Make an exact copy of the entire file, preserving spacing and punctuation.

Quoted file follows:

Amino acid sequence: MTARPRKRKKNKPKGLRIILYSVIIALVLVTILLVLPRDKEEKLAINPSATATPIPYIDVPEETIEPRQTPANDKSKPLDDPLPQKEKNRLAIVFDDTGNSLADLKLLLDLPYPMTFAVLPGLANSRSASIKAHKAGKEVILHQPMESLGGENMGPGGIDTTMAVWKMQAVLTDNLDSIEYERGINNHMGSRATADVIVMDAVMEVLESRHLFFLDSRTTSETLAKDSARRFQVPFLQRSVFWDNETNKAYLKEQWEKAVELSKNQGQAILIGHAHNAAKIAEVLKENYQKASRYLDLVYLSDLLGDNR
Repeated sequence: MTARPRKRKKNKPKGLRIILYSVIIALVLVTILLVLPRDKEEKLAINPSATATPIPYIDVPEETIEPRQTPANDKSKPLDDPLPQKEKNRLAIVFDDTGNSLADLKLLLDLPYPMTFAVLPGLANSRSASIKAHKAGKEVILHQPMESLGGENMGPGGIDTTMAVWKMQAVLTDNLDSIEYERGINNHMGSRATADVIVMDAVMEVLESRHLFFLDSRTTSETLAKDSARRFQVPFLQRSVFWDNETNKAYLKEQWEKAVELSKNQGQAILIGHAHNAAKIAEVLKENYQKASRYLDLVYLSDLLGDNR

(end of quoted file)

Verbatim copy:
Amino acid sequence: MTARPRKRKKNKPKGLRIILYSVIIALVLVTILLVLPRDKEEKLAINPSATATPIPYIDVPEETIEPRQTPANDKSKPLDDPLPQKEKNRLAIVFDDTGNSLADLKLLLDLPYPMTFAVLPGLANSRSASIKAHKAGKEVILHQPMESLGGENMGPGGIDTTMAVWKMQAVLTDNLDSIEYERGINNHMGSRATADVIVMDAVMEVLESRHLFFLDSRTTSETLAKDSARRFQVPFLQRSVFWDNETNKAYLKEQWEKAVELSKNQGQAILIGHAHNAAKIAEVLKENYQKASRYLDLVYLSDLLGDNR
Repeated sequence: MTARPRKRKKNKPKGLRIILYSVIIALVLVTILLVLPRDKEEKLAINPSATATPIPYIDVPEETIEPRQTPANDKSKPLDDPLPQKEKNRLAIVFDDTGNSLADLKLLLDLPYPMTFAVLPGLANSRSASIKAHKAGKEVILHQPMESLGGENMGPGGIDTTMAVWKMQAVLTDNLDSIEYERGINNHMGSRATADVIVMDAVMEVLESRHLFFLDSRTTSETLAKDSARRFQVPFLQRSVFWDNETNKAYLKEQWEKAVELSKNQGQAILIGHAHNAAKIAEVLKENYQKASRYLDLVYLSDLLGDNR